Who Dat Nation mourns loss of Saints 'super fan'
METAIRIE, LA (WVUE) - He stood in Champions Square nearly every football Sunday, proudly waving a black and gold flag.
So many knew super fan "Saints Fett," modeled after the bounty hunter in Star Wars. But many also knew him as Larry Jehle Jr., a 30-year-old from Metairie.
"I always said that Larry was like Clark Kent and Superman," says friend Gary Breaux. "He was very mild-mannered when he was out of costume - a very polite, generous person, and he'd just turn into this completely other persona when he put that costume on."
Jehle died Tuesday. He had battled leukemia as a child, and though he beat the cancer, it ravaged his heart.
But his family says Jehle never focused on his illness. Instead, he donned his costume to cheer on the Saints or visit Children's Hospital, even in his final months.
Jehle was also part of the 501st Legion, a costuming club that raises money for children's charities. Jehle told his family that meeting people, posing for pictures and giving hugs was like medicine.
"Putting that outfit on made him feel normal and that he had he had a normal life," says his sister, Lindy Giambroni. "Being able to give back to people, because that's what he was about was to give back to people, and not expect anything in return."
Jehle rarely went inside the Superdome because he couldn't afford tickets to the games. But another super fan, Chef Who Dat, invited him in one time. That week, Jehle tried out another persona.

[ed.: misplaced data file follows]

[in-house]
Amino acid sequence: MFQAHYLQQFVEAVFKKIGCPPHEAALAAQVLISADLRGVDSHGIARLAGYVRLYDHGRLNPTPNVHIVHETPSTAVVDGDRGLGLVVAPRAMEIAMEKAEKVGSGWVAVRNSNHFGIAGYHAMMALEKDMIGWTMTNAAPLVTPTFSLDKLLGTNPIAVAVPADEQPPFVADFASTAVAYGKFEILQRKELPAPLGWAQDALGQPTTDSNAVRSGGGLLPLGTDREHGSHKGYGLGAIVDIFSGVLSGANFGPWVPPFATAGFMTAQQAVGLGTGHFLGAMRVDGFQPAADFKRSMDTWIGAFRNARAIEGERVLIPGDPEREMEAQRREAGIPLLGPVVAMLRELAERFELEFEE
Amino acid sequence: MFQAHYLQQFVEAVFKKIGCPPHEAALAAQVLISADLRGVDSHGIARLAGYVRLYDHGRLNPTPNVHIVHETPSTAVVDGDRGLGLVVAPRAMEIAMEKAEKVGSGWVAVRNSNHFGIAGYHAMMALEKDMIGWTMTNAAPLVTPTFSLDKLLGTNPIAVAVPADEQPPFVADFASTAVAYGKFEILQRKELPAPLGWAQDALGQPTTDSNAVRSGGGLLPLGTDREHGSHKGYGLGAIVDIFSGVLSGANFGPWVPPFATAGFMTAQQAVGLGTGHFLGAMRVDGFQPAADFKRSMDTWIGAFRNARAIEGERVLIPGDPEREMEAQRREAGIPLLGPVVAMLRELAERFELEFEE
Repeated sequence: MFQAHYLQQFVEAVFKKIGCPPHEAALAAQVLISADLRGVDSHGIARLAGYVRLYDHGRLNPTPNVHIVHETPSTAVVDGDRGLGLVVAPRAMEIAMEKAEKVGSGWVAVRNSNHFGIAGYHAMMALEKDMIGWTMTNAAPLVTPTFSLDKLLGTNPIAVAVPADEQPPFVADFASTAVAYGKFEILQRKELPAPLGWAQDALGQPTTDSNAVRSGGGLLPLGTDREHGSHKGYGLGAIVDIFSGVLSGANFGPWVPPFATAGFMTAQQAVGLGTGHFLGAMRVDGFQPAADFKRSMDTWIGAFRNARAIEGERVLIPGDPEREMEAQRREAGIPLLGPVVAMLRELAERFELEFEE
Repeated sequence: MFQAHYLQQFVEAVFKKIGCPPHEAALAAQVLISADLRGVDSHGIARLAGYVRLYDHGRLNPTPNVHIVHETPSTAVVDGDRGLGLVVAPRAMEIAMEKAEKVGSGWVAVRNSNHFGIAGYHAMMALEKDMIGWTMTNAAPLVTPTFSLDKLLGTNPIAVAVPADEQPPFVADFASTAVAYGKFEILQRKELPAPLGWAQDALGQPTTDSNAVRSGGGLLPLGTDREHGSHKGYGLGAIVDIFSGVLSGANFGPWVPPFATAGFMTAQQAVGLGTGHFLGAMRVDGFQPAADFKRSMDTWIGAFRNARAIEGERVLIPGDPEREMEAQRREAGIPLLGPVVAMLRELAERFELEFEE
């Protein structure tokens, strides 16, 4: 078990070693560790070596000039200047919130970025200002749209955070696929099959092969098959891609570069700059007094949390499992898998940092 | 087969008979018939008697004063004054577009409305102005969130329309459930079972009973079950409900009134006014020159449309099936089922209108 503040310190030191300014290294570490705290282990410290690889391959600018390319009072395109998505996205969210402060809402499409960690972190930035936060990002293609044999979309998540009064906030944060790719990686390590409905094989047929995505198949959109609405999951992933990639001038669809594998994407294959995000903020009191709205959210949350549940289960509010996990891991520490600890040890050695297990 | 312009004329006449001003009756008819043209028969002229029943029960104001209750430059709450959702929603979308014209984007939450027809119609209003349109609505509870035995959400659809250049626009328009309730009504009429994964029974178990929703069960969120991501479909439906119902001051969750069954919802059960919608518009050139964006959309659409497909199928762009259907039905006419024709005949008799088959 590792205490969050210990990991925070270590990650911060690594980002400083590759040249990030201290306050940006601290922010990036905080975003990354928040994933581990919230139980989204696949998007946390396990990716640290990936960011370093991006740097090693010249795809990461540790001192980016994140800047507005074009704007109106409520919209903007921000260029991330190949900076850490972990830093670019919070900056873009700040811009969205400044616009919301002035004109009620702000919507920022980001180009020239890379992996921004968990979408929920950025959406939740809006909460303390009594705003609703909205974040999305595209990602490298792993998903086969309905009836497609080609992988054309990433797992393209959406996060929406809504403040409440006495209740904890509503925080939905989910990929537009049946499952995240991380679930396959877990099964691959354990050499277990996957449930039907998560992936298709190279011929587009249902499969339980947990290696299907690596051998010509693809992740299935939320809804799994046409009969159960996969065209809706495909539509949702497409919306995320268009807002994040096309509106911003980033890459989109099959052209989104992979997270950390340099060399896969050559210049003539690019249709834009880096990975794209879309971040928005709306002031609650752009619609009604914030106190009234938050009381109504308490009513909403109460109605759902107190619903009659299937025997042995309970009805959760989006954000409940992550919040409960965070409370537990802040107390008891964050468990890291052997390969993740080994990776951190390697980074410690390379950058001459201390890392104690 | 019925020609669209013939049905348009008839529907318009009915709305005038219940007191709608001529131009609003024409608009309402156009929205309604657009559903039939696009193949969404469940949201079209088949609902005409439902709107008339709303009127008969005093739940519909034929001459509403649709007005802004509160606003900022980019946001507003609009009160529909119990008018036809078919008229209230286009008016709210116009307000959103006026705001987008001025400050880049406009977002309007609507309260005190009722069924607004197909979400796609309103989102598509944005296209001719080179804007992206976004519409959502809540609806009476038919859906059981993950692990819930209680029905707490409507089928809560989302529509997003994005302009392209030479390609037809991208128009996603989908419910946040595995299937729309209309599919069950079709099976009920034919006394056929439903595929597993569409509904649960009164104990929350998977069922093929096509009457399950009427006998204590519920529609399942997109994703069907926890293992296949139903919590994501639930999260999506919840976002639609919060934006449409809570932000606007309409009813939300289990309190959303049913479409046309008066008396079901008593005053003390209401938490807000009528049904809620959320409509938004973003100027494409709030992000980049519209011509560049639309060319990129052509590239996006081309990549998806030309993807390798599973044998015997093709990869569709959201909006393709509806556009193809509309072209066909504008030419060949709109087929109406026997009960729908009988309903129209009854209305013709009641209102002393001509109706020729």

"I knew him as Captain Who Dat Nation but he also was Saints Fett," says Walter Blakesley. "And I just had one super fan persona, so for a guy to have two of them, that takes a lot of dedication and a lot of fan spirit."
Even when was so sick, Jehle kept cheering. He recorded a video while in the hospital saying, "Saints Fett may be out of action right now, but in time he will return to help take on another season to help our boys win the next Super Bowl. Who Dat to everybody."
It's the man behind the mask that so many will miss.
"I don't think we realized how many people he touched," says Giambroni. "Just to know that that was my brother that did that just makes you feel so good and so proud of him."
Jehle will be laid to rest Saturday. Services will be held at Leitz-Eagan Funeral Home at 4747 Veterans Boulevard in Metairie. Visitation is from 9 a.m. to 6 p.m., followed by a Mass.
There will be a blood drive in Jehle's memory March 22 from 9 a.m. to 3 p.m. It will be held at the Metairie Blood Center at 2617 Edenborn Avenue.
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